In my first two posts in the Digital Accessibility Maturity Model (DAMM) Series I gave an overview of DAMM and shared why a Capability Maturity Model (CMM) based model was used for DAMM. In this post, I’ll provide a brief introduction to each of the ten core DAMM dimensions.
The DAMM Dimensions
The Digital Accessibility Maturity Model (DAMM) provides a clear and concise method for measuring the proficiency of accessibility programs. The model is split into ten core dimensions that define the key areas a program must effectively and completely implement in order to attain success. The core dimensions include the following:
Governance, Risk Management, and Compliance
Defines the degree of maturity associated with accessibility program Governance, Risk Management, and Compliance (GRC) in the organization. The implementation of a well-defined GRC program defines the extent to which accessibility implementations are actively evaluated, monitored and validated in the component lifecycle.
Encompasses all public-facing communication activities relating to the digital accessibility program. The communications dimension broadly measures organizational maturity in communicating its digital accessibility program activities. It explicitly includes ensuring that there are also clear and well-tended channels for receiving feedback on digital accessibility issues. This dimension includes public statements of compliance and public representations of the digital accessibility program. The Policy and Process aspects for this dimension include addressing questions like should public-facing marketing assets be accessible and should public-facing communications be accessible.
Policies and Standards
The extent to which an organization has policies and technical standards governing digital accessibility. This dimension includes an overarching digital accessibility policy, specific policies in use throughout the development and support lifecycle, and detailed technical standards for accessibility. Included in the policy is a determination of whether or not the organization will implement accessibility on a go-forward basis, or create remediation or obsolescence plans for inaccessible legacy systems.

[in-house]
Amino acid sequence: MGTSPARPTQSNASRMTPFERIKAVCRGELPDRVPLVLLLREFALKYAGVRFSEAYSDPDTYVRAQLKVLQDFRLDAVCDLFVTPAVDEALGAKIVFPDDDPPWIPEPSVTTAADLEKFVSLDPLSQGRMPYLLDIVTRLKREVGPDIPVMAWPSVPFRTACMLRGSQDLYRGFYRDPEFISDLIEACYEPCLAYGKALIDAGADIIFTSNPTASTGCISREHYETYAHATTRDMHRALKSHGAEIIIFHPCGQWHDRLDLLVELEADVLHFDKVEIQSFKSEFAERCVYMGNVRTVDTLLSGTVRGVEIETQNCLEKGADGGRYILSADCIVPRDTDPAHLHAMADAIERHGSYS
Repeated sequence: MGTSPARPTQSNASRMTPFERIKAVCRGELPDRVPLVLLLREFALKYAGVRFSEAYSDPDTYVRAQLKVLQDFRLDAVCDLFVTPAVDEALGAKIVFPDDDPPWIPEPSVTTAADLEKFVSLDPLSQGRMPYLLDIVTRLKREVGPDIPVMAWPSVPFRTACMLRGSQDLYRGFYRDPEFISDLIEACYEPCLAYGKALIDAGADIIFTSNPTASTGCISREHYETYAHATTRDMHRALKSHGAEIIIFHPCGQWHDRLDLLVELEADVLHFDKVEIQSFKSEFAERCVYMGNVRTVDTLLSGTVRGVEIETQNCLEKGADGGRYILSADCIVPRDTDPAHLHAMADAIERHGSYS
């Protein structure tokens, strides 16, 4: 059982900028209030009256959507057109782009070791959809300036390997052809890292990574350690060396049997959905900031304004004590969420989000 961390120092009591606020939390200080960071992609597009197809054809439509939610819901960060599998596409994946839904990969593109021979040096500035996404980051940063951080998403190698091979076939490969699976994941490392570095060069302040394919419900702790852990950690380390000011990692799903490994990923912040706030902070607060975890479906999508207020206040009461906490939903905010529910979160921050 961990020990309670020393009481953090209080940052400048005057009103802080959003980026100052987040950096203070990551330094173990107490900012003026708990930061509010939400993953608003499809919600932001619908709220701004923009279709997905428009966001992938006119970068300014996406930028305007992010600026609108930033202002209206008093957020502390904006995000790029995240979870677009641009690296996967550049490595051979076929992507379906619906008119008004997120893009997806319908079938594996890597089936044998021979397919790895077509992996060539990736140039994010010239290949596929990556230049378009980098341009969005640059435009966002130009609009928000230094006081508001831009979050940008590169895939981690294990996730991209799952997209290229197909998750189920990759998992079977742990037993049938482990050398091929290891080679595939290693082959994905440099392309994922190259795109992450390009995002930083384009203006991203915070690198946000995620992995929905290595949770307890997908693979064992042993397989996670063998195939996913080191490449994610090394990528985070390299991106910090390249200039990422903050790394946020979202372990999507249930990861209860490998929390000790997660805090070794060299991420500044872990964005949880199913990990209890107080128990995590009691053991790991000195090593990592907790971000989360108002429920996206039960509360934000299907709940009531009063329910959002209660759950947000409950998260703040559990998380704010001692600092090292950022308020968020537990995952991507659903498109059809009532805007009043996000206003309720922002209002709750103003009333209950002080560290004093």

Encompasses all non-HR filings, remediation plans, or other documentation as required by statute, regulation, or as part of a settlement agreement, consent decree, or any other legal proceeding.
Defines the core maturity an organization has in analyzing and implementing accessibility investments. This includes a clearly defined model for understanding the Return on Investment (RoI) associated with accessibility. Growth in this dimension ensures the organization understands and has quantified digital accessibility business drivers.
The extent to which accessibility is included and defined in the development lifecycle activities of the organization.
Testing and Validation
The degree of maturity associated with accessibility testing processes and approaches. This encompasses an evolution from a chaotic testing environment to active, structured testing to a continuously updated testing approach that includes assistive technology and integrated testing by users with disabilities.
Support and Documentation
The degree of maturity with which an organization provides accessible support services and documentation. This includes ensuring that support systems meet the communication needs of people with disabilities and that documentation is provided in an accessible or alternative format.
Specifies the degree of maturity associated with including digital accessibility considerations in the procurement and vendor management activities of an organization, including purchases made by credit card.
Training defines the level of maturity the organization has in providing all impacted roles in the development lifecycle appropriate and effective training. It is strongly linked to the Policy and Standards and Development/Lifecycle dimensions as it supports their effective organizational implementation.